Park-defense minister nominee

SEOUL, March 20 (Yonhap) - Whether President Park Geun-hye will appoint her defense minister nominee has become a growing question amid fresh allegations that the retired four-star Army general lied about his stock assets.

Kim Byung-kwan, 64, has been under mounting public and media pressure to resign since Park nominated him to the top defense post last month.

Even before his parliamentary confirmation hearing earlier this month, the nominee was plagued by questions over his link to a local arms broker accused of influence peddling in a controversial project to import faulty German tank parts for the Korean Army. He also faced allegations of bribe taking, tax evasion and speculative real estate investment.

Kim failed to pass the confirmation process, leaving Park to invite strong public and opposition backlash should she choose to exercise her presidential right to appoint him regardless of the parliament's decision.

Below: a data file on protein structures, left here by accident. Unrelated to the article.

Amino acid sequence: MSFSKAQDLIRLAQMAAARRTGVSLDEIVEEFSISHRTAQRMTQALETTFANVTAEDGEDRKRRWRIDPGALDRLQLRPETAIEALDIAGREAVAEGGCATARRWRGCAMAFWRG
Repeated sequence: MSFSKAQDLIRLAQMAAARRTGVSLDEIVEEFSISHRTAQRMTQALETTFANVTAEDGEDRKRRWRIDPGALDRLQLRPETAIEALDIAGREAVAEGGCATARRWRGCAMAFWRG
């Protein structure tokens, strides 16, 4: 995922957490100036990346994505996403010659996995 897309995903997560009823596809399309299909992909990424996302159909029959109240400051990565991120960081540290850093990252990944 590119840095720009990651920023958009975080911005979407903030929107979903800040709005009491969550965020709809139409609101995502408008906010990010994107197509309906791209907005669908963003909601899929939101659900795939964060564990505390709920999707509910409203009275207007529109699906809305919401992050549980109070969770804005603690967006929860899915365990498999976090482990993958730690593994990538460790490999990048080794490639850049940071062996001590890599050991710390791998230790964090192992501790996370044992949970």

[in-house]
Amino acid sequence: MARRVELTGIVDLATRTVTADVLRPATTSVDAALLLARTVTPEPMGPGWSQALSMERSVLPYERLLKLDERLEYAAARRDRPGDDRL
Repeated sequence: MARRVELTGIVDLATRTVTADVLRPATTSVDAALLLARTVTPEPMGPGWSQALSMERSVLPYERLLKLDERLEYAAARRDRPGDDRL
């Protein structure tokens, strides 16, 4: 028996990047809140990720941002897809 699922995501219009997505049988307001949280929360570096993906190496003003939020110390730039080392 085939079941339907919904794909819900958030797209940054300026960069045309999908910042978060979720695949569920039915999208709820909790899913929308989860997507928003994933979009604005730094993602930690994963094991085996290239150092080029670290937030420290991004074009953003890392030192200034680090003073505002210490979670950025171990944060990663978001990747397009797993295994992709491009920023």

Amid the controversy, local media reported Tuesday that Kim has shares in an overseas resource developer accused of gaining favors under the Lee Myung-bak administration to win natural gas development projects in Myanmar in 2011.

The main opposition Democratic United Party (DUP) threatened to take legal action against him for failing to disclose the assets during the confirmation process. Kim claimed to have forgotten to include them in his reports to parliament.

On Wednesday, DUP floor leader Park Ki-choon raised further allegations that Kim had traveled to Myanmar with a group of officials from the developer Korea-Myanmar Development Co. (KMDC) in January 2011, but deliberately removed the trip from his immigration records, which were submitted to parliament.

Park has been widely expected to appoint Kim so as to quickly tackle a growing security threat arising from North Korea's third nuclear test and recent war threats.

"There hasn't been a major change in the presidential office's general stance toward Kim," said one senior official, who spoke on the condition of anonymity.

Others, however, held out the possibility that Park could withdraw her nomination.

"We're listening" to public opinion, said another official.

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